Vietnam-Era Vet Reports for Duty

Army Spc. Tom Owens during his two-mile run. i i

Army Spc. Tom Owens joined a fitness club and dropped 20 pounds after learning he could get back into the Army. During a recent fitness test for the Army, he ran two miles in 17:30, then circled back to encourage others to cross the finish line. Jonathan Hollada, Aurora Select for NPR hide caption

itoggle caption Jonathan Hollada, Aurora Select for NPR
Army Spc. Tom Owens during his two-mile run.

Army Spc. Tom Owens joined a fitness club and dropped 20 pounds after learning he could get back into the Army. During a recent fitness test for the Army, he ran two miles in 17:30, then circled back to encourage others to cross the finish line.

Jonathan Hollada, Aurora Select for NPR
Owens joking with other members of his company. i i

Owens greets members of his unit, the 802nd Ordnance, during weekend training at the U.S. Army Reserve Center in Gainesville, Ga. Some soldiers are less than half his age. Owens says they learn from each other. Jonathan Hollada, Aurora Select for NPR hide caption

itoggle caption Jonathan Hollada, Aurora Select for NPR
Owens joking with other members of his company.

Owens greets members of his unit, the 802nd Ordnance, during weekend training at the U.S. Army Reserve Center in Gainesville, Ga. Some soldiers are less than half his age. Owens says they learn from each other.

Jonathan Hollada, Aurora Select for NPR

Army Spc. Tom Owens first joined the military during the Vietnam War when he was 17. He earned two Bronze Stars before leaving the service in 1992.

But nearly two years ago, when the Army raised its enlistment age limit to 42, Owens decided to sell his landscaping business and volunteer to serve his country again — at age 55.

The Army allows soldiers to subtract their years of prior military service from their age. In Owens' case, he had 14 years of active service. In the Army's eyes, this made him effectively 41 and qualified him to re-enlist as long as he passed the medical screening and fitness test —which he did. Now, Owens is assigned to the 802nd Ordnance Company, a reserve unit in Gainesville, Ga.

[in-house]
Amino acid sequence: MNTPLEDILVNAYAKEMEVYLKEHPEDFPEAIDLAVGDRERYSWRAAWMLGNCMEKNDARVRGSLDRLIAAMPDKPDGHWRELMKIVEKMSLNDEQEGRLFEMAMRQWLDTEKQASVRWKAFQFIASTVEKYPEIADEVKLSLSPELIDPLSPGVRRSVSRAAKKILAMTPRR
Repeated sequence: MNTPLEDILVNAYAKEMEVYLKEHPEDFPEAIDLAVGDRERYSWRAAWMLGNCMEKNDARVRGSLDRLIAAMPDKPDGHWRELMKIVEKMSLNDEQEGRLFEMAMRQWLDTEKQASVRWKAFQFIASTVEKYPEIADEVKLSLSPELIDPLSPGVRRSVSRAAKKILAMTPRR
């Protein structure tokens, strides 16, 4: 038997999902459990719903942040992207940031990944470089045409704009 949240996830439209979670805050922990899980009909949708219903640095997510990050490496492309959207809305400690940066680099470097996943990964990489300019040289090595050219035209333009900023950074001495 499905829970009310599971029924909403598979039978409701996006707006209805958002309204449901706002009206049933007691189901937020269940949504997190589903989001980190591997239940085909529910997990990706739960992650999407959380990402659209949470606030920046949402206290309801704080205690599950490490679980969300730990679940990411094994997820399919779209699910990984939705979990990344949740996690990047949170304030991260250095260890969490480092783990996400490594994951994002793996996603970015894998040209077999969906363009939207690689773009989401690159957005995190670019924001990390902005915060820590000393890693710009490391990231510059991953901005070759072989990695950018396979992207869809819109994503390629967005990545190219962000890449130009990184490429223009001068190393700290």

"You know I'm a survivor, I'm young," says Owens, who wants to be deployed to Iraq or Afghanistan. "I stood tall in a place of hell with other Americans doing a job that nobody else wanted to do. I have no regrets. Do it all over again, you know? That's what it's all about."

On a recent Saturday morning, he and about three dozen soldiers dressed in Army fatigues were standing at attention. Many of the soldiers are in their 20s, a few are in their 30s; Owens is the only 56-year-old recruit in the bunch. The soldiers are about to be tested on their physical fitness and Owens — who lost 20 pounds to get ready for his new Army stint — is ready.

Owens, who has lived in the Atlanta area most of his life, jokes with everyone about how many push-ups and sit-ups he can do — only he's not really kidding. Within four minutes, he completes 47 push-ups and 60 sit-ups.

"I'm not gonna say anything about his age, but he's in very, very good shape," says Sgt. First Class Deborah Vincent. "And to come back in after all these years, you know, I commend him for that."

After the first part of the test ends, the soldiers head out for a two-mile run. Owens finishes in 17 and a half minutes — two minutes faster than the requirements set for his age — does an additional 25 push-ups for good measure and runs back to encourage others who've yet to finish. Owens admits that some of the younger soldiers tease him and call him "grandpa," but they also know he can outperform many of them.

"The younger soldiers look up to him," Vincent says. "If he can do stuff, they can do it."

Initially some recruiters told Owens, who never married and has no children, he wouldn't make it back in the Army. That only made him more determined.

"Tell me I can't do something and I will do it," he says. "When people said I couldn't go in the Army, I said 'I will go in the Army.'"

When battalion commander Lt. Col. Dave Johnson found out Owens was in his unit, he drove three hours to personally congratulate him.

"Maybe some other guys ... might see this and think, 'You know, the Army, maybe it's not such a bad thing,' and maybe they might come back," Johnson says. "I think it's just incredible that he's doing this."

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